Privacy Policy Create Site Map

How Much Is A Car Cameo In A Bond Film Worth?

Way more than you could believe

Leo Shvedsky
October 14 2021
The ultimate vanity plate: Shutterstock 

By now it has been well documented that an appearance by a product in a James Bond feature film gives that product a considerable financial boost. Why else would brewer Heineken have reportedly paid nearly $45 million to be featured in Skyfall? But the things that get the biggest boost are the cars, and we’re not just talking about car sales figures going up for Aston Martin, but the actual cars featured in the movies.  

Hagerty, the insurance company, who tracks car auctions and sales has compiled a report that tells us that, on average, a car actually used in a Bond movie sells for about 1000% more than the retail price for a car of the exact same make and model. A price hike like that could make even Goldfinger drop a golden brick in his trousers.  

Lotus is going to make a killing on their submarine cars...: Shutterstock

Generally speaking this can be traced to anything that’s been in movies selling for obscene amounts of money. People simply like buying stuff that has been in a movie. Wilson, the volleyball with a bloody handprint for a face from Cast Away, sold at auction for $18,500 to the CEO of Wilson the company that makes the volleyballs. Considering that a typical Wilson volleyball goes for about $20 that would put the movie prop markup on Wilson at around 92,000%!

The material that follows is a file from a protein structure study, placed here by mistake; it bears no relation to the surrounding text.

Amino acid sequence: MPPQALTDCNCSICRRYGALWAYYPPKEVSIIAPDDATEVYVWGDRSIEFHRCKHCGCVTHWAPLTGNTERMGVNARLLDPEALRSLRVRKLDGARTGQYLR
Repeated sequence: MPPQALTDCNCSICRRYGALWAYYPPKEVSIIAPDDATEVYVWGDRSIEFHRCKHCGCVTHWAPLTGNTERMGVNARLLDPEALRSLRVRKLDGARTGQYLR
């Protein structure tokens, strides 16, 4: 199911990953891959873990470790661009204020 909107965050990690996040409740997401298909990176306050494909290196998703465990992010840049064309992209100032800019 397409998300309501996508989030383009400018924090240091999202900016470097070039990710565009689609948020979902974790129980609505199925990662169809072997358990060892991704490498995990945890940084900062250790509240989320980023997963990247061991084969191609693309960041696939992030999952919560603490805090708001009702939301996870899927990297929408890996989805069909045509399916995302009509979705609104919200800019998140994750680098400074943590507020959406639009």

This all gets turned up to 11 for Bond Cars. The "Wet Nellie", whose full story you can read here, sold at around $1 million to Elon Musk (the real life Moonraker.) Considering that it’s technically not a car, it’s simply a wet submarine, and that a Lotus Esprit cost these days costs $30,000 that’s a %5,000 increase for a car that can’t even be a car. Although, as we’ve written before, Mr. Musk has promised us he’d make it into a real car. What’s the point? Well, we don’t know. 

Aston Martin DBS6: 

Even the iconic and legendary Aston Martin DB5 sold for a measly 759% increase from regular Aston Martin prices at $4.6 million. The Aston Martin DBS-6 from On Her Majesty’s Secret Service sold at a 38% premium. The 1974 AMC Hornet from The Man with the Golden Gun sold for 1,614% mark-up. The list goes on and on.

Is feeling like 007 worth the million+ dollar price tags? Shutterstock 

The Bond premium is very real and people are very willing to pay for it. To date there hasn’t been a scientific study as to why people spend so much on movie props, and cars featured in James Bond movies. But, we think it has to do with being close to the characters and stories. The story of James Bond is seen by many as one of class and taste. A certain kind of elegance with those of discerning tastes. In other words, James Bond is cool as all get out. So, according to the inarguable transitive properties of coolness, if you can own something James Bond owns, then you're cool too.

Related: The 5 Best James Bond Car Chases Without Dispute 



Featured Podcasts